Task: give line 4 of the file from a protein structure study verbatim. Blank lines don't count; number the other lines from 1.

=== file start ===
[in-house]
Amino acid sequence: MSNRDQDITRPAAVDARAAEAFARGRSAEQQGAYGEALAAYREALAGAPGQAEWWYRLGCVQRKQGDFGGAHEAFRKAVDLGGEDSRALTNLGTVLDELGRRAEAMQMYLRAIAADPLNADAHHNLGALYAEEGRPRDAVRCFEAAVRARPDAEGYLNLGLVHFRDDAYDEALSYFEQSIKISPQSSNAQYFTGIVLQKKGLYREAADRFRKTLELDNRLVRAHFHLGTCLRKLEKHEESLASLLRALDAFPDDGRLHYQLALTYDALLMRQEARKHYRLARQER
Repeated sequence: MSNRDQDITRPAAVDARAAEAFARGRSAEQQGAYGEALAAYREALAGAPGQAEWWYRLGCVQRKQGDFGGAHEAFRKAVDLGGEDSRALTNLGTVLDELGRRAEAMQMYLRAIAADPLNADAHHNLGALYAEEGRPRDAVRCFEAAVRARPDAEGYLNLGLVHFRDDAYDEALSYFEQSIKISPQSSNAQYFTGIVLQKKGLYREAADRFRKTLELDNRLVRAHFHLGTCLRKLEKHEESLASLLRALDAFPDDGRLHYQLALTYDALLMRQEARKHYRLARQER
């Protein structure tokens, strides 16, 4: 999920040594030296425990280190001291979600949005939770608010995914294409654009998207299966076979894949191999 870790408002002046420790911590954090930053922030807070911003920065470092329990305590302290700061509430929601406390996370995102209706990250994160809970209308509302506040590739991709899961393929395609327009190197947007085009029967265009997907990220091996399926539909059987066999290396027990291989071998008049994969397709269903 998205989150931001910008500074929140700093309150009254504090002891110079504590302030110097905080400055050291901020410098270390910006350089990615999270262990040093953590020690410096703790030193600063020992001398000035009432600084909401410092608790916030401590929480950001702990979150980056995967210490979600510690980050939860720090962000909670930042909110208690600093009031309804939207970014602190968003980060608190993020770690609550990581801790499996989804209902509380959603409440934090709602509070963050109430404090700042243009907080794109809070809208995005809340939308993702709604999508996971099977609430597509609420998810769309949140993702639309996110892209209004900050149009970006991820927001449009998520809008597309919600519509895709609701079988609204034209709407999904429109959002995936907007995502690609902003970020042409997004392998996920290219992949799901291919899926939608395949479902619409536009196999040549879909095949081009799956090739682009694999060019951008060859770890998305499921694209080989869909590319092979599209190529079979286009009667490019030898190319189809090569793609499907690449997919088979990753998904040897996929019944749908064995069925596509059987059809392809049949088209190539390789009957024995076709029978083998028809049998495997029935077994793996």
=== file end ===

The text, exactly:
């Protein structure tokens, strides 16, 4: 999920040594030296425990280190001291979600949005939770608010995914294409654009998207299966076979894949191999 870790408002002046420790911590954090930053922030807070911003920065470092329990305590302290700061509430929601406390996370995102209706990250994160809970209308509302506040590739991709899961393929395609327009190197947007085009029967265009997907990220091996399926539909059987066999290396027990291989071998008049994969397709269903 998205989150931001910008500074929140700093309150009254504090002891110079504590302030110097905080400055050291901020410098270390910006350089990615999270262990040093953590020690410096703790030193600063020992001398000035009432600084909401410092608790916030401590929480950001702990979150980056995967210490979600510690980050939860720090962000909670930042909110208690600093009031309804939207970014602190968003980060608190993020770690609550990581801790499996989804209902509380959603409440934090709602509070963050109430404090700042243009907080794109809070809208995005809340939308993702709604999508996971099977609430597509609420998810769309949140993702639309996110892209209004900050149009970006991820927001449009998520809008597309919600519509895709609701079988609204034209709407999904429109959002995936907007995502690609902003970020042409997004392998996920290219992949799901291919899926939608395949479902619409536009196999040549879909095949081009799956090739682009694999060019951008060859770890998305499921694209080989869909590319092979599209190529079979286009009667490019030898190319189809090569793609499907690449997919088979990753998904040897996929019944749908064995069925596509059987059809392809049949088209190539390789009957024995076709029978083998028809049998495997029935077994793996």